“Is any political party willing to constitute a statutory body for the CBI, defining its functions, obligations and duties? No party would be! They have different stands for when they are not in power compared to when they are in power”, advanced retired Supreme Court judge, Justice J. Chelameswar on Saturday.

He was a participant in a session titled ‘Caged Birds: Institutions under Assault. Or Operation Clean-up?’ during the India Today Conclave 2019 in New Delhi. Also present at the session, moderated by ace journalist Rajdeep Sardesai, were Former CAG Vinod Rai and Sanjeev Sanyal, the principal economic advisor to the Finance Ministry.


“Sitaram Yechury had moved a private member bill to create a statutory body, which was shot down by the government of the day. Nobody would have it! Everybody wants a flexible organisation! That is the nature of power!…A system of constitutional government is designed on the principle of mistrust, not on the basis of trust between organisations…Nobody is to be trusted!”, Justice Chelameswar continued.

“The very legal basis of the CBI was doubted by the (Gauhati) High Court some years back. It said the CBI lacks legal backing. The judges may be right or Wrong, but this is Too serious a matter and the Supreme Court didn’t find the time to decide it…”, he commented.

On the Supreme Court’s frequent confrontation with the Executive over appointment and transfer of judges, over case observations and over verdicts

Asserting that There is “no great confrontation”, Justice Chelameswar noted that beginning with the American case of Marbury v. Madison (1803), the equation between the judiciary and the Executive has always been so all over the world and an effort on the part of the latter to reign in the former has always existed in every country.

When asked if in such state of affairs, our judges are being compromised, Justice Chelameswar reflected, “That depends on which judge you are taking about. It would vary from person to person…don’t put them in the same class…Some are fiercely independent and some not so much, some are more pliable (‘Some are more bribable?’, Sardesai sought to clarify. ‘some are more pliable, I said’, repeated the judge emphatically)…”

In the light of this reply, when the journalist wondered about the integrity and independence of the judiciary as an institution, the judge cryptically remarked, “draw whatever inference you want from this”.

“You’re being more cautious now, as a common man living in a village, than you were 13 months ago when you were a judge”, ventured Sardesai.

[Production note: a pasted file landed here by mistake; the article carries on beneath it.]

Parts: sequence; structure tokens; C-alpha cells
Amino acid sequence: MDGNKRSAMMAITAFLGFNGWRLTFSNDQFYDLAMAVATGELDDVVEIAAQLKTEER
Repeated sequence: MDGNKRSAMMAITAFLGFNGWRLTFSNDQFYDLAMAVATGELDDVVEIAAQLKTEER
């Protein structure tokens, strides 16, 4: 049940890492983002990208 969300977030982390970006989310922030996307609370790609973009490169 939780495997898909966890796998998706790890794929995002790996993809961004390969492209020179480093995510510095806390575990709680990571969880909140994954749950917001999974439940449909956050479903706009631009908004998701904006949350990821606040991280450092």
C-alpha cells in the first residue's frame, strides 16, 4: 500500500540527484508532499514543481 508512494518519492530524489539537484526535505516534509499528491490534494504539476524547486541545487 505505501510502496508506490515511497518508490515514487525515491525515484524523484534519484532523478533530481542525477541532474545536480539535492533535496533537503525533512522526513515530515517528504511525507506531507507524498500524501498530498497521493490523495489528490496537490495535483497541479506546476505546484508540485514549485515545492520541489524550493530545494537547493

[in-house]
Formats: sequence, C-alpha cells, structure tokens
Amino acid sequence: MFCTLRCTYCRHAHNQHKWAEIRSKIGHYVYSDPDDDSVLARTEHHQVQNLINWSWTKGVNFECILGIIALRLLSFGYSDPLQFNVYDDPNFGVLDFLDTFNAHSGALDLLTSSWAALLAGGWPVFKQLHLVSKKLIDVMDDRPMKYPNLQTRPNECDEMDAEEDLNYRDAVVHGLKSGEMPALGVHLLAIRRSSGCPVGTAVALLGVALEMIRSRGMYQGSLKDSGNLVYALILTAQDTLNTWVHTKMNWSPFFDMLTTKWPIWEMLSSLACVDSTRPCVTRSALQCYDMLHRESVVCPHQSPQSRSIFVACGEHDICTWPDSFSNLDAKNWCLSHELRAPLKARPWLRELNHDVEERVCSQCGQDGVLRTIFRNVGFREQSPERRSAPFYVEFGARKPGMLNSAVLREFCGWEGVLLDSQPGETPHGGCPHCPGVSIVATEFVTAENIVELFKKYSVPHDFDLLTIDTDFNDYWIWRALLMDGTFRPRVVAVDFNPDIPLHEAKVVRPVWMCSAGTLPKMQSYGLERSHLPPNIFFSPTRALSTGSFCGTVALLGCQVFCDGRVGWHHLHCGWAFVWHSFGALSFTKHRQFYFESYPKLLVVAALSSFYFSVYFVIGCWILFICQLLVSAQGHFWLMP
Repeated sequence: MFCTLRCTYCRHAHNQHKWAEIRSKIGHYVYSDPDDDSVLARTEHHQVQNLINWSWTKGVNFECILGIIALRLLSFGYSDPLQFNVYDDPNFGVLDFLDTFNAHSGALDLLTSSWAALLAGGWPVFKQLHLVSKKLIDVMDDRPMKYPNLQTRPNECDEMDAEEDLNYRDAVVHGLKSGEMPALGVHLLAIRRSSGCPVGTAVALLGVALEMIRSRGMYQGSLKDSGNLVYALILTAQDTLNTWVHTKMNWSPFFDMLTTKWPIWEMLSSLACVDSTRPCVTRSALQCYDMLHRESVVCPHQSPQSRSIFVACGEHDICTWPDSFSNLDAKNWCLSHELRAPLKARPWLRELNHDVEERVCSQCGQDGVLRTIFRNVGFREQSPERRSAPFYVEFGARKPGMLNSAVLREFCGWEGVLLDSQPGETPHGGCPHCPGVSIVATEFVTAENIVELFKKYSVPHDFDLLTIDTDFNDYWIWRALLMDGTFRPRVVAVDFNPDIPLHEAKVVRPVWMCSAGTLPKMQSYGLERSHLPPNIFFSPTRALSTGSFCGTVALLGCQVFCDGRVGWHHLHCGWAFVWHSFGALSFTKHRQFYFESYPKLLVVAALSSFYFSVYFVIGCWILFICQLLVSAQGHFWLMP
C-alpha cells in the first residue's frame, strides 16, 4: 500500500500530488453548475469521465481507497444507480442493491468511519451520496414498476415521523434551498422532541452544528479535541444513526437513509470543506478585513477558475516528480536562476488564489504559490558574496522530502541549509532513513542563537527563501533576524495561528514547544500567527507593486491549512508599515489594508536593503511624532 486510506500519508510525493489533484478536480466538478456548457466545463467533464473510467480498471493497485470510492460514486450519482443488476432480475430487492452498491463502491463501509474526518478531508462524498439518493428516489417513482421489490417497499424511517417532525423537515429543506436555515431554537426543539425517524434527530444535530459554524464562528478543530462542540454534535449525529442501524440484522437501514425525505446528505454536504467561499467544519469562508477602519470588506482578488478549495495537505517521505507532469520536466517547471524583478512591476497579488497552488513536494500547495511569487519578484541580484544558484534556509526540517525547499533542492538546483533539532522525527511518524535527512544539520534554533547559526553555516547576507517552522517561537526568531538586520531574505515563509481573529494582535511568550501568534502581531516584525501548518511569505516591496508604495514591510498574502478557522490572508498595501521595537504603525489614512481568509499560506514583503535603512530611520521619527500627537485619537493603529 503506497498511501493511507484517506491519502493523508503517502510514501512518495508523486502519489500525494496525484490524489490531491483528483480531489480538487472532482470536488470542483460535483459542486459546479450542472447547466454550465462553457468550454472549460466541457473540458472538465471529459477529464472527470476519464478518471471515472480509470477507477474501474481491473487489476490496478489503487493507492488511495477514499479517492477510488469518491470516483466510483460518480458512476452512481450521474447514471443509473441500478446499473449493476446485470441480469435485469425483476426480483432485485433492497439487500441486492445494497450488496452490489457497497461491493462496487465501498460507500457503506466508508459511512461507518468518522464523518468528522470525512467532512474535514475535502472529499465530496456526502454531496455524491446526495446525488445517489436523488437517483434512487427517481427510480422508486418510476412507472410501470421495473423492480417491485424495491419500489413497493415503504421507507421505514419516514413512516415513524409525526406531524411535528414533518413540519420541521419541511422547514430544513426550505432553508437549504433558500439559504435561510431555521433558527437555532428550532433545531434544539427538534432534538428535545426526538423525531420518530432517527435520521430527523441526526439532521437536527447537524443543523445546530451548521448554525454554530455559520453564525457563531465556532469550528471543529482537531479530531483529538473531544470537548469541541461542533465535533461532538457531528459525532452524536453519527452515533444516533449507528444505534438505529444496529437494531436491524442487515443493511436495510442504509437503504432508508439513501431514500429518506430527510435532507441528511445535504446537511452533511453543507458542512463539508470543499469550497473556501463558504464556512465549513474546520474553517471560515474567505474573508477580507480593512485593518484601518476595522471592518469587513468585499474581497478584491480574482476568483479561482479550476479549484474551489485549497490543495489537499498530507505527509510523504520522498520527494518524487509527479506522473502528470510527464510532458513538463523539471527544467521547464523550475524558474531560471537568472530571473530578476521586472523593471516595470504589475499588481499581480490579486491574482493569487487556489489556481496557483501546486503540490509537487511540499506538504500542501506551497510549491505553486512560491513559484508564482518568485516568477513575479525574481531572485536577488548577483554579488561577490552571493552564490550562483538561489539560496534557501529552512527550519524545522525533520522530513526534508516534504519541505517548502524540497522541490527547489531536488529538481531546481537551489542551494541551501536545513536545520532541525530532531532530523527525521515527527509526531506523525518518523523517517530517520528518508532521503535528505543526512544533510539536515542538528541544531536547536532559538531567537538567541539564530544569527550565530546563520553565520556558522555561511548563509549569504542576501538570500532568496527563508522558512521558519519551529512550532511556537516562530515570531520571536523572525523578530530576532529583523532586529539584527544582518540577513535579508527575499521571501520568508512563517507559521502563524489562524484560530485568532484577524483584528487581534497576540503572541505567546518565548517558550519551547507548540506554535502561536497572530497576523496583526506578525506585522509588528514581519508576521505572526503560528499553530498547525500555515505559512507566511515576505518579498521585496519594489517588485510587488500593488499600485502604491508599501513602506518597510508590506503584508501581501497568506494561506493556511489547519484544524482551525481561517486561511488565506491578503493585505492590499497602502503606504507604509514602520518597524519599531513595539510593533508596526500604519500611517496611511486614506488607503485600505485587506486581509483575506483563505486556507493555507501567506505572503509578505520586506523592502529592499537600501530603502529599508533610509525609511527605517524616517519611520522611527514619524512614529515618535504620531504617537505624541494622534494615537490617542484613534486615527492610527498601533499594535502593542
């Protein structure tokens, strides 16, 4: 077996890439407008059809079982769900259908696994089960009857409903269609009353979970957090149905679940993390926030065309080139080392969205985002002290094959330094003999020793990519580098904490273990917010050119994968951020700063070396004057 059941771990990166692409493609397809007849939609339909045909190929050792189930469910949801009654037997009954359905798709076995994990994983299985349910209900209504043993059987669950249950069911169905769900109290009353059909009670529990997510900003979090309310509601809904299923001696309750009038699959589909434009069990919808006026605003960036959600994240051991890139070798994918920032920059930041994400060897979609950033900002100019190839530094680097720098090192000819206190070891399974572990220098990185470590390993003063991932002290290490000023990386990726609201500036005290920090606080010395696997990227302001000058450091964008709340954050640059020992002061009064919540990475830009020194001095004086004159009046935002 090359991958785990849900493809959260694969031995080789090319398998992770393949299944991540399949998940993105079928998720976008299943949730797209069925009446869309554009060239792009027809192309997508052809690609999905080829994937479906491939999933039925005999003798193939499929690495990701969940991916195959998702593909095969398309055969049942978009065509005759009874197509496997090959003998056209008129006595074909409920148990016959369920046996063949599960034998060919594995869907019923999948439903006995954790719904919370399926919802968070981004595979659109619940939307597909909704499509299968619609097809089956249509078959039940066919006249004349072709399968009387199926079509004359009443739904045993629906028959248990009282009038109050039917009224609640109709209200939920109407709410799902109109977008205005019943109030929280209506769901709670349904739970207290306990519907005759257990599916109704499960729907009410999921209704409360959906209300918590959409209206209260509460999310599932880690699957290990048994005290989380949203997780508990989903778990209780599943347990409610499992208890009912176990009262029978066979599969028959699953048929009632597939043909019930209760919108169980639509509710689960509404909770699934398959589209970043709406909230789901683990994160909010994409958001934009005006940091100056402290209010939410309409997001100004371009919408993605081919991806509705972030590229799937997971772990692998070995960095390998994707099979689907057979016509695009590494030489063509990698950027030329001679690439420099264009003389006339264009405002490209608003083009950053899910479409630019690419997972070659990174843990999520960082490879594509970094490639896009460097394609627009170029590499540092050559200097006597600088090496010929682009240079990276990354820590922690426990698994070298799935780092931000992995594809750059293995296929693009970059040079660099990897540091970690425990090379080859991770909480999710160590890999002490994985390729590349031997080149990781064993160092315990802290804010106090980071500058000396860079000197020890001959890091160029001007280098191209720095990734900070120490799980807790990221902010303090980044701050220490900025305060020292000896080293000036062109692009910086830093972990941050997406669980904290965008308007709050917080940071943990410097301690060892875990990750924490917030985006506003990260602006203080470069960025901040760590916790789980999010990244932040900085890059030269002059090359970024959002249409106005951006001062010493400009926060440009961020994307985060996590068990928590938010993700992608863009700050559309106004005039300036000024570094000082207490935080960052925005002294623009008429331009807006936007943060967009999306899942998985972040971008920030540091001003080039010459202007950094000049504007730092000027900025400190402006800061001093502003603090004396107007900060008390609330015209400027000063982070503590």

“When I was forthright, some vulnerable gentlemen (veteran lawyers Soli Sorabjee and Fali S. Nariman, as Sardesai pointed out) saw an agenda behind it. Why should I give it to them again?”, Justice Chelameswar responded simply.

On judicial accountability

“At the end of the day, the government has to go back to the people, to get re-elected. But Who will judge the judges? Are they to be completely unaccountable?”, probed Sardesai.

“You are asking the wrong man- I was the dissenting judge in the NJAC case…But Impeachment is the only recourse provided in the Constitution (to deal with errant judges). That cannot be the answer for all lapses. As I said in Justice Karnan’s case, there have to be Other ways to deal with minor problems”, weighed in the retired judge.

On the workability of the Collegium system

“There are problems. That is why I had protested and stopped attending the meetings…After the fiasco over (Justices) Dinakaran and Ashok Kumar, it became apparent that the Collegium system was not working perfectly”, conceded Justice Chelameswar.

Citing an “innocuous” example of a couple of recent appointments by the Supreme Court collegium running into controversy, he reflected, “Everybody was speaking of interstate seniority and All-India seniority, of regional representation, of small courts, big courts. But did somebody discuss what kind of judgments each of them had delivered? Did anyone compare who was brought in with who was not based on the quality of their judgments? No one in the Collegium or the Parliament or even outside at the media spoke of the judges’ views on public issues, their jurisprudential foundations”.

On the press conference of January 12 last year by the four senior-most judges of the Supreme Court being touted as a “revolt”

“For the last seventy years, everyday in the Parliament, when it is in session, somebody has raised questions as to some activity or the other of the government. Is that a revolt? Questioning is not a revolt!”, observed Justice Chelameswar.

“Just because something has never happened does not mean it can never happen. Give me a reason why it must never happen?…At the press conference, we did say that it is the most unusual thing. So We never shied away from that”, the former judge continued, quoting a joke popular in the legal fraternity about Dr. Watson’s character in the Sherlock Holmes, that the man is so precedent-oriented that he married a widow.